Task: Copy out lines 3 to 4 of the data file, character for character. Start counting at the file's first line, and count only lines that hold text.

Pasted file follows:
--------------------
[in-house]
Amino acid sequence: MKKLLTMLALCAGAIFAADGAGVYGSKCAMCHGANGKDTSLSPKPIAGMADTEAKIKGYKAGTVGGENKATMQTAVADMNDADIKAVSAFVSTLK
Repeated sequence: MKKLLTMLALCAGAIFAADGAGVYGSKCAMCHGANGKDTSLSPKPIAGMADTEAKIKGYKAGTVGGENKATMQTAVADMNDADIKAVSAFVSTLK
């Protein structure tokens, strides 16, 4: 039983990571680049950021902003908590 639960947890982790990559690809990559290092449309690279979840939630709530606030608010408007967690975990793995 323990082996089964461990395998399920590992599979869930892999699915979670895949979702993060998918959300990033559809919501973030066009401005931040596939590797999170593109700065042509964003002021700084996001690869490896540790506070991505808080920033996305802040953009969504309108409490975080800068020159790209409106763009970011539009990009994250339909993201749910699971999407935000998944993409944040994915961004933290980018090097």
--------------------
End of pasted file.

Repeated sequence: MKKLLTMLALCAGAIFAADGAGVYGSKCAMCHGANGKDTSLSPKPIAGMADTEAKIKGYKAGTVGGENKATMQTAVADMNDADIKAVSAFVSTLK
């Protein structure tokens, strides 16, 4: 039983990571680049950021902003908590 639960947890982790990559690809990559290092449309690279979840939630709530606030608010408007967690975990793995 323990082996089964461990395998399920590992599979869930892999699915979670895949979702993060998918959300990033559809919501973030066009401005931040596939590797999170593109700065042509964003002021700084996001690869490896540790506070991505808080920033996305802040953009969504309108409490975080800068020159790209409106763009970011539009990009994250339909993201749910699971999407935000998944993409944040994915961004933290980018090097």